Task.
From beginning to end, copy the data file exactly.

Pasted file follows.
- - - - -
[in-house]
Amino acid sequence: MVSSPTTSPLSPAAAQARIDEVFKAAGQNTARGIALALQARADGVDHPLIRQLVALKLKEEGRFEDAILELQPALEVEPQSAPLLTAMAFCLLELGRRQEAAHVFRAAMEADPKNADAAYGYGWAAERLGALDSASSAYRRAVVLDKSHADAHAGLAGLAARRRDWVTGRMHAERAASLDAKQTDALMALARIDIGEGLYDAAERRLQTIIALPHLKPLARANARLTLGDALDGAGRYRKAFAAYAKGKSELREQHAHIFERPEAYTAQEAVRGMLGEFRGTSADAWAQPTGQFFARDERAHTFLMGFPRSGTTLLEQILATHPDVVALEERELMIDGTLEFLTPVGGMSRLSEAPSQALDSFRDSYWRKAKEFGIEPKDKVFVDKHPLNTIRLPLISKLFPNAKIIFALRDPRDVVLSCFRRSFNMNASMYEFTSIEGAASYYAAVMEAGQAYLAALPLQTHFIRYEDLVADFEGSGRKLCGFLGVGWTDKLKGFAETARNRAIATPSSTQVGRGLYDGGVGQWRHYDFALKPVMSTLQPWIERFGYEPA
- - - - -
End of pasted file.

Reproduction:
[in-house]
Amino acid sequence: MVSSPTTSPLSPAAAQARIDEVFKAAGQNTARGIALALQARADGVDHPLIRQLVALKLKEEGRFEDAILELQPALEVEPQSAPLLTAMAFCLLELGRRQEAAHVFRAAMEADPKNADAAYGYGWAAERLGALDSASSAYRRAVVLDKSHADAHAGLAGLAARRRDWVTGRMHAERAASLDAKQTDALMALARIDIGEGLYDAAERRLQTIIALPHLKPLARANARLTLGDALDGAGRYRKAFAAYAKGKSELREQHAHIFERPEAYTAQEAVRGMLGEFRGTSADAWAQPTGQFFARDERAHTFLMGFPRSGTTLLEQILATHPDVVALEERELMIDGTLEFLTPVGGMSRLSEAPSQALDSFRDSYWRKAKEFGIEPKDKVFVDKHPLNTIRLPLISKLFPNAKIIFALRDPRDVVLSCFRRSFNMNASMYEFTSIEGAASYYAAVMEAGQAYLAALPLQTHFIRYEDLVADFEGSGRKLCGFLGVGWTDKLKGFAETARNRAIATPSSTQVGRGLYDGGVGQWRHYDFALKPVMSTLQPWIERFGYEPA